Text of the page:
Joan Houlihan’s third book, The Us, is a fifty-one page sequence of poems recounting the story of an imagined pre-historical culture. The narrative focuses on one of the culture’s members in particular—in a sense, its first true individual—“ay.” Although the book is mythological in its scope, it is lyric rather than epic in its approach, proceeding not with heroic pomp and encyclopedic comprehensiveness but instead with lyric delicacy and attention to carefully chosen particulars. The Us is not monumental, nor is it meant to be.
The Us begins with a table of contents, an “Argument” (which is in fact a synopsis), and a list of the cast of characters. These three elements serve as guide to a vaguely familiar yet unnamed country and time where the living is primitive and the people’s speech is rendered in an English unlike any known before—a broken, thorny idiom that scrambles the linearity we associate with traditional heroic narratives. It is the hobbled tongue of an anti-hero, and with The Us, Houlihan has given us an anti-epic with a scrappy, rebellious underdog placed front and center.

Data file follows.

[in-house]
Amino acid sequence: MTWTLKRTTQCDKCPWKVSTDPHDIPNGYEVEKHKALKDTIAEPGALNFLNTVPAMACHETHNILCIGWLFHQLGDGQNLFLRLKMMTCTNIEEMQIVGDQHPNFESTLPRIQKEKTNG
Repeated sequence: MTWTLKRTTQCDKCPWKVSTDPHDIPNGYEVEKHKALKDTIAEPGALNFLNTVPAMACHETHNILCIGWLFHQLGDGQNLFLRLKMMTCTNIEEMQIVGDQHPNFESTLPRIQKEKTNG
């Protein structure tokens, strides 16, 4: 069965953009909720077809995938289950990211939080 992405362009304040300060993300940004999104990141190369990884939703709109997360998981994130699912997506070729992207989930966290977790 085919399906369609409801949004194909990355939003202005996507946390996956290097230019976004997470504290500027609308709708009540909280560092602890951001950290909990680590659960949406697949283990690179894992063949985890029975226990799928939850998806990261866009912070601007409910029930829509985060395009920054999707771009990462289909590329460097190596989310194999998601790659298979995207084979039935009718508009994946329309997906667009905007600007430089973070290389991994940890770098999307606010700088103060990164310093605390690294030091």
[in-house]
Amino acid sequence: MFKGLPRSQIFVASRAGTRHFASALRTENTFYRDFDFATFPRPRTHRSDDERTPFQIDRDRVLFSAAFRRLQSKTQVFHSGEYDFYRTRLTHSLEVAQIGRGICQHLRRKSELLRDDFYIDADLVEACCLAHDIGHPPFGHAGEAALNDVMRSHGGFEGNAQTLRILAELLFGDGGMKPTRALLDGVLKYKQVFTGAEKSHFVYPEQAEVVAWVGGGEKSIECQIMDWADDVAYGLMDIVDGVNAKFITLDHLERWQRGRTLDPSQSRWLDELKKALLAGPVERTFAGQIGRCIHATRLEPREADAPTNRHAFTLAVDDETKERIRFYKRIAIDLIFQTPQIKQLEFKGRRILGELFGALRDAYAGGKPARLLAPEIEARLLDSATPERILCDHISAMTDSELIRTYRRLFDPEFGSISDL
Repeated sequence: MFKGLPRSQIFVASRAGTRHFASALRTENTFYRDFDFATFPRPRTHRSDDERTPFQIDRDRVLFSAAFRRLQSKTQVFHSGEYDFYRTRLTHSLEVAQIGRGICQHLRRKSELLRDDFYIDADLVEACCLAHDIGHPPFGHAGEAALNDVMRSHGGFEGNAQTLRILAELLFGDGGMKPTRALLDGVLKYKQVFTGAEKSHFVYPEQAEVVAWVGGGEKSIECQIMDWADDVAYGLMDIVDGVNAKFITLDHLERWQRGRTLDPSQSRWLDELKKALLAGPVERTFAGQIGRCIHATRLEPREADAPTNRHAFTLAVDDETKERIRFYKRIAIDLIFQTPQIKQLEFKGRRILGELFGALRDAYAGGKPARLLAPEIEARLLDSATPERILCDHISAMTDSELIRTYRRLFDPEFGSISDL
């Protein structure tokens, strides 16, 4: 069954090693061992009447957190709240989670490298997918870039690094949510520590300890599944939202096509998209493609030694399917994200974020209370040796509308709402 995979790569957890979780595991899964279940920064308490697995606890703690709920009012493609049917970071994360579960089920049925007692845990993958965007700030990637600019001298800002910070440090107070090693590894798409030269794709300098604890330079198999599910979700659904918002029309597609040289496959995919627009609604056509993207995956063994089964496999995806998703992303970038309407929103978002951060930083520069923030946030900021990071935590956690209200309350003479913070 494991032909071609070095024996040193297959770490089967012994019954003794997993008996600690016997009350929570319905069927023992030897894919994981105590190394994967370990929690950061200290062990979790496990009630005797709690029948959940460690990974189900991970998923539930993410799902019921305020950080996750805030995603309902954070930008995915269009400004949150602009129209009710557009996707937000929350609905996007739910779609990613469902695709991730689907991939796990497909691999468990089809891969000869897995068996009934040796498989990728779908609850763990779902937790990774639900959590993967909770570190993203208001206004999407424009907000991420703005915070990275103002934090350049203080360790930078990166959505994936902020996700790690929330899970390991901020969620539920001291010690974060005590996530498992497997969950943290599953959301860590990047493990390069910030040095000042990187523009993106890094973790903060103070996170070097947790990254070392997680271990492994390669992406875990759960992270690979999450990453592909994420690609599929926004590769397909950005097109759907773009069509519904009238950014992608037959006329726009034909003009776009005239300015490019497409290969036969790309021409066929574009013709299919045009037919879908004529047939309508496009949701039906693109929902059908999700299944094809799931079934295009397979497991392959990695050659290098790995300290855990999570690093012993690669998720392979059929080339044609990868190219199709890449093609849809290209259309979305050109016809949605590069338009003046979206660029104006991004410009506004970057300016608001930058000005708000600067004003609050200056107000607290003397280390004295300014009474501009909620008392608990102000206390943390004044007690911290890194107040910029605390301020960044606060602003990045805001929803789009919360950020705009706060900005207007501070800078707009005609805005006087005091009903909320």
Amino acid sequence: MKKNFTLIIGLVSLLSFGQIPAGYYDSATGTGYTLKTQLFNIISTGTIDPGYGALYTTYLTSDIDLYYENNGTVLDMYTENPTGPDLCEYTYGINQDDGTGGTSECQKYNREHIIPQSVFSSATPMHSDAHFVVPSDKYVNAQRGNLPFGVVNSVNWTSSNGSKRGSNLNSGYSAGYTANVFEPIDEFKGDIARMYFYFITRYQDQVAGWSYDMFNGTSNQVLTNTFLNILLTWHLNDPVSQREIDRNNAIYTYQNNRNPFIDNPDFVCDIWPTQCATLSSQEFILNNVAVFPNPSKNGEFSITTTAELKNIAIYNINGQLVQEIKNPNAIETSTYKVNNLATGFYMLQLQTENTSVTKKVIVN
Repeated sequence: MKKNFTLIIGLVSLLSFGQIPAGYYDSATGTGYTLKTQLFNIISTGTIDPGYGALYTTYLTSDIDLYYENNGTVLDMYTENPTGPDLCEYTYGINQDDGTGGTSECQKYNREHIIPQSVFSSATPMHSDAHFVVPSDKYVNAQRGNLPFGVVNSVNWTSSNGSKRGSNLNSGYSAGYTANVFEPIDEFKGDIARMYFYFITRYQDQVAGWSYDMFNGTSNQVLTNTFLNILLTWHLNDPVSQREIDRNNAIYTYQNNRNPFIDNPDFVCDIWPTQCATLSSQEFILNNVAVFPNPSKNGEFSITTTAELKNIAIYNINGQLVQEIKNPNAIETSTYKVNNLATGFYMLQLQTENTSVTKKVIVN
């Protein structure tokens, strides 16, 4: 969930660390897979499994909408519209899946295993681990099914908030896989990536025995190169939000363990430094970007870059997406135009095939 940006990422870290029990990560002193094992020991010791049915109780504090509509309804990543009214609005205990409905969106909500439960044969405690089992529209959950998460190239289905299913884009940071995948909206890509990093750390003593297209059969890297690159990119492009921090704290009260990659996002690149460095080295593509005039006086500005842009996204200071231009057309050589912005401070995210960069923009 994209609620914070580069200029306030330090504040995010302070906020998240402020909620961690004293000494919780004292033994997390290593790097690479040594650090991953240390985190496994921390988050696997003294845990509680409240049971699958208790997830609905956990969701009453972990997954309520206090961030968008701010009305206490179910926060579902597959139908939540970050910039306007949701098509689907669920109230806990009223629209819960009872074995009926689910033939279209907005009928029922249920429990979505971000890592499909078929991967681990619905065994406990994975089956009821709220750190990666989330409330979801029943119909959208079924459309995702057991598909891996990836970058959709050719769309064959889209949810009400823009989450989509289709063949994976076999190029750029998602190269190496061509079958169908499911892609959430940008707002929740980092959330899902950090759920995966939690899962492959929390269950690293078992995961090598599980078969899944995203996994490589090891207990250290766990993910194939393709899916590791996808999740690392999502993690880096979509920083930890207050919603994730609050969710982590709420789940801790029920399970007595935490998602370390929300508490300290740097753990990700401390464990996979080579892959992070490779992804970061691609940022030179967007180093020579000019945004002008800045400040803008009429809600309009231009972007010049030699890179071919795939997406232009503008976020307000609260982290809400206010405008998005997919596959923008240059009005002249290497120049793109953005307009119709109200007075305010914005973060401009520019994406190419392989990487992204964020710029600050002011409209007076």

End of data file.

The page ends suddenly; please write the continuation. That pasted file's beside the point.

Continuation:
from Jacket The strengthy message here in #22 of 24 Love Songs can be summed up in two lines: ['There is/no sense to beauty. . .' and '. . .How/ the world is shit/ and I mean all of it] What I also like about this brief poem is the interplay between the title of the book and the subject of the poems (love/anti-love (which is not hate)): it's all a mass of contradictions, like love. And I have to say that the shorter poems of the Love Songs and the last book he wrote before dying (Chemo Sábe) seem to me much better and more memorable than the Slinger/Gunslinger poems. These (generally) later poems probably attempt less stylistically, but are more sure-handed, hacked from a soap bar, maybe. Easy to use, but disappear after use. In any case, Dorn is well worth the reading and re-reading, for me, though he'll never become one of my favorites. And doesn't every poet want that, dead or alive? ;-) #22 The agony